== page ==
Contrary to some widely held assumptions, flexible work isn’t something that only working parents or, more specifically, only female workers want. And conversations about the value of flex are not solely led by women either; in fact, there are many top male executives who have been outspoken about their own beliefs about flexible work and its many benefits. Here are five men—Richard Branson, David Heinemeier Hansson, Stephane Kasriel, Bob Moritz, and Mark Weinberger—who have all talked about work flexibility and what it means to their companies—and to them.
Richard Branson. Founder–Virgin Airlines
A longtime proponent of flexible work, Richard Branson has been very vocal about his own stance on work flexibility. In a blog post on the company’s website, Branson states: “At Virgin, we believe flexible working is smart working.” Virgin hosts a wide variety of flexible work initiatives, including telecommuting, an unlimited leave policy, wellbeing in the workplace, and integrated technology. Branson notes, “We treat our employees like the capable adults they are. This is one of the reasons why we attract such brilliant staff: it’s easier to attract top talent when you are open and flexible. It’s not effective or productive to force them to behave in a conventional way.”
And to anyone who questions Virgin’s attitude towards flex, Branson has one thing to say: “Screw business as usual. If you trust your people to make their own decisions, they will reward you.”
Well said, Sir Richard. Well said.
Bob Moritz. Chairman–PricewaterhouseCoopers
Bob Moritz doesn’t believe in burdening employees with a tremendous workload and no rest. Quite the contrary. In a conversation with the Huffington Post at the World Economic Forum in Davos, the PricewaterhouseCoopers (PwC) Chairman notes how important it is for management to model the behaviors they want their employees to emulate, sharing, “I take time off quite often, and I have to role model that. … So if we’re talking about flexibility, I’d better be flexible myself.”
Moritz added, “PwC shuts down from Christmas through New Years to give the entire company a chance to fully enjoy the holidays and connect with loved ones. We give everybody extra time off. Email traffic goes down to zero, and we say, ‘Disconnect, recharge your batteries, go see your friends and family, enjoy yourself and come back refreshed.’”
David Heinemeier Hansson. CTO and Co-Founder—Basecamp
David Heinemeier Hansson wrote the book on remote work—literally. The co-author of Remote: Office Not Required as well as the CTO and co-founder of Basecamp believes that workers should be able to live and work wherever suits them best. Basecamp’s staff is spread out across 32 cities spanning the globe.
Basecamp also keeps to roughly-40-hour workweeks (no fixed hours, no set schedules) and even scales those back to 32 hours throughout summers. In an interview with the Human Company Playbook, Heinemeier Hansson explains, “Look at the actual work outcome and output and you’ll realize that, very often, the most amount of work is done by the people who are the most well rested, who take frequent vacations, and who have interesting, fulfilling lives outside of work.”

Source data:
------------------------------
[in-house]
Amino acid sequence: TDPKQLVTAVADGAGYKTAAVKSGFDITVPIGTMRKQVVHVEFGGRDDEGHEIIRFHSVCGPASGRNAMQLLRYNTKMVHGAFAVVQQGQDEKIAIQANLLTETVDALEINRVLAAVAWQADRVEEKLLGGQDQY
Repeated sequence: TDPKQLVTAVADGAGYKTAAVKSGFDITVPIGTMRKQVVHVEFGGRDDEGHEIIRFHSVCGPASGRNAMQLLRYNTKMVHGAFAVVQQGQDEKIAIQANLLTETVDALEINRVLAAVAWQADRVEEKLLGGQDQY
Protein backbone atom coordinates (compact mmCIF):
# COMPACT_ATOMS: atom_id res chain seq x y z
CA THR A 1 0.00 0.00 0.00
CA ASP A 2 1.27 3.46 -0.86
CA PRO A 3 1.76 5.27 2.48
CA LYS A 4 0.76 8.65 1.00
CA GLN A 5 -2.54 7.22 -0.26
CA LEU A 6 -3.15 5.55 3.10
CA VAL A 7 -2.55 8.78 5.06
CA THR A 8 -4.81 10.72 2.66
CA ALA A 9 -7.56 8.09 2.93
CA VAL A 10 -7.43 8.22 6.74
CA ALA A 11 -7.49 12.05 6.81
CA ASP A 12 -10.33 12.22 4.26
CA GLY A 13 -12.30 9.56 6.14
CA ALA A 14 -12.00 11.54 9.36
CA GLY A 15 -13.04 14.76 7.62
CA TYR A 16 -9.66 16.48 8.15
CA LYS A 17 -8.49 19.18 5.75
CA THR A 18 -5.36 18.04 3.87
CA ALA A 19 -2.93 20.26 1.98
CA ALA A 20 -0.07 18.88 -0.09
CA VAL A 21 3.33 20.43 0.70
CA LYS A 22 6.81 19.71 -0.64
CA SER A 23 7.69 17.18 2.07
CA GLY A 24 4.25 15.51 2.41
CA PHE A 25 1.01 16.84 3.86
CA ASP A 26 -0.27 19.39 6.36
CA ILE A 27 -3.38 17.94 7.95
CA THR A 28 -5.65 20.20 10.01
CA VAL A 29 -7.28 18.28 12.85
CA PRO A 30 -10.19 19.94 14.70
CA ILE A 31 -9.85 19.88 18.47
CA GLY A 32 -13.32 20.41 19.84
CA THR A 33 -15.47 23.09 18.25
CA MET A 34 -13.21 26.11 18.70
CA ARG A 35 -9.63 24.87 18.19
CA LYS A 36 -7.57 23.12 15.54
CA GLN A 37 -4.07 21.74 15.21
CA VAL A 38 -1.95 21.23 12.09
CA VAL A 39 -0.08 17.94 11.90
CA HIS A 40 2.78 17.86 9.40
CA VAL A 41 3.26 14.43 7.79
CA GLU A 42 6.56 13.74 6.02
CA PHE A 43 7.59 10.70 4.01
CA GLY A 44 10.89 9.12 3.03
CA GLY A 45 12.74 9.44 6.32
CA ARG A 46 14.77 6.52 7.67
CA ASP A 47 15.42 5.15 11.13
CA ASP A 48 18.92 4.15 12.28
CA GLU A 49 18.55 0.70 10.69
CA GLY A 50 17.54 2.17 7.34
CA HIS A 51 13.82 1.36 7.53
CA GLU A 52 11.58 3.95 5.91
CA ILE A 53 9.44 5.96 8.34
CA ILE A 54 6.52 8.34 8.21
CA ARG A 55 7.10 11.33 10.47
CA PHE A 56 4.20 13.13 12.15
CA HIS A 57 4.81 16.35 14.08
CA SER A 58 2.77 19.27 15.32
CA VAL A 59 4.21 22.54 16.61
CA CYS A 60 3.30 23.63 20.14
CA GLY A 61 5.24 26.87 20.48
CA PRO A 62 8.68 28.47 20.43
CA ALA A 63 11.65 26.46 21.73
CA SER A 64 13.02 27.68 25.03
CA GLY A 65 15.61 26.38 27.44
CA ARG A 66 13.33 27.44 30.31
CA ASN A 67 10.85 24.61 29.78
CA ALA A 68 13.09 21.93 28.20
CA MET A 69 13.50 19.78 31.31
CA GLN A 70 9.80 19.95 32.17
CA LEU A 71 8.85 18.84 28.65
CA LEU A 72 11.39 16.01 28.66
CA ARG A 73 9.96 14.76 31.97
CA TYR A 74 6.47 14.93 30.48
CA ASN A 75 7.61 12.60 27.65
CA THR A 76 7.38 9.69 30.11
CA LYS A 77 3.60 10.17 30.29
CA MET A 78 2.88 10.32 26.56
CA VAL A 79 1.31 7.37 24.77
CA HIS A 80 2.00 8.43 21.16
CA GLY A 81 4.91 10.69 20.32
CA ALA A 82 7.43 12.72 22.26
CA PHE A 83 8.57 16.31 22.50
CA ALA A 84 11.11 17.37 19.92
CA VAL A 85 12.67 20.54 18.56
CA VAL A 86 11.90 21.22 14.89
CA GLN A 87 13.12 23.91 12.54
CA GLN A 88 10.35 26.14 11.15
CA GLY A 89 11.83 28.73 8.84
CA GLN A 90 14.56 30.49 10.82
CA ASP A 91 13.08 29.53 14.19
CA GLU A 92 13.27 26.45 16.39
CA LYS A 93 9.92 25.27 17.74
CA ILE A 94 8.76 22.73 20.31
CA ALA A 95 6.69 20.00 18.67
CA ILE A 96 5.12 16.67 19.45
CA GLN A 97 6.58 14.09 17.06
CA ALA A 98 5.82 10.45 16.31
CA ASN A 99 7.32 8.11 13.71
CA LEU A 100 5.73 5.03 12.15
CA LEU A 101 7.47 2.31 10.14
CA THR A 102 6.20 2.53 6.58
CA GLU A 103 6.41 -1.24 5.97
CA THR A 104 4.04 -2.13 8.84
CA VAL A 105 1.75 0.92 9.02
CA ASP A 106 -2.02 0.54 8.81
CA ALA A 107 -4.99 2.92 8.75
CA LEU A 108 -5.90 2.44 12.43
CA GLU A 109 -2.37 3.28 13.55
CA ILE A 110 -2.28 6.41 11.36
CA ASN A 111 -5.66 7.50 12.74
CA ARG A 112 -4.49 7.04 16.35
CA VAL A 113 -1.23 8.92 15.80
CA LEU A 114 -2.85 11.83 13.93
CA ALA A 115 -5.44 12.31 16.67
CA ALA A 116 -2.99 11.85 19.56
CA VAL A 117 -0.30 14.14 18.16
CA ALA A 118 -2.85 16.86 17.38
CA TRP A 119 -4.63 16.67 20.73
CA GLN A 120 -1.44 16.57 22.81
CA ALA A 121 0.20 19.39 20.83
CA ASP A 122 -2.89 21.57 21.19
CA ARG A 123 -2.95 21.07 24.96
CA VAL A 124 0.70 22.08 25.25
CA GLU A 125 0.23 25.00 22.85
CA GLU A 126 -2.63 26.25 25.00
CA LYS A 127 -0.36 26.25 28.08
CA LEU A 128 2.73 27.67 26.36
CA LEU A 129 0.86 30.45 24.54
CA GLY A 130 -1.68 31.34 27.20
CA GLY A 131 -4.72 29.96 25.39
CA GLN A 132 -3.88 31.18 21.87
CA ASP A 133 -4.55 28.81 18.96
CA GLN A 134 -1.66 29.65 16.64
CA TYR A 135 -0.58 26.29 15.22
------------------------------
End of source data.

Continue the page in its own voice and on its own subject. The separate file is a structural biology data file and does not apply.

Stephane Kasriel. CEO–Upwork
Stephane Kasriel insists that if you want to find top talent, you have to look at zip codes outside of Silicon Valley. In his LinkedIn piece, “Why I’m Making My Next Hire Outside Silicon Valley — And Why You Should Too,” Kasriel, the CEO of Upwork, makes the case for companies to dig deeper when mining for new people to recruit and hire.
Of course, that’s not possible without first embracing flexibility and remote work. Kasriel proclaims, “Requiring people to come to a set location at fixed hours is a remnant of the Industrial Age, and it’s time to let it go.” Moreover, he adds that having a distributed workforce creates a multiplier effect in which hiring one remote worker subsequently creates up to four new local jobs where that person resides.
Upwork’s team is distributed—and thriving. The global freelancing platform has 250 remote team members in the U.S. who live in 209 cities in 38 states. The goal: increase those numbers by at least 40% by 2020. Kasriel urges other companies to target smaller cities, towns, or rural areas for their next hire—and reap the rewards.
Mark Weinberger. Global Chairman and CEO—EY
Work flexibility is nothing new for the employees of Ernst & Young (EY). Mark Weinberger, Global Chairman and CEO of the international accounting firm, says in his article “Three Ways for Leaders to Combat Short Term Thinking” that EY has been offering work flex “for decades—everything from parental leave to formal flexible working arrangements.” He adds, “But as we look to the future, we’re envisioning what it would mean to take a step further.”
That means taking advantage of technology to establish even more flex opportunities. Currently, two-thirds of EY staff is comprised of millennials. According to an EY survey, 75% of EY millennial staffers want the ability to work flexibly and still be eligible for promotions. EY is definitely listening—that’s why the company is emphasizing its beliefs of “trust, collaboration and results in the workplace.” Weinberger believes that these steps will create not only a happier, more cohesive workforce, but also one that is more successful and productive.
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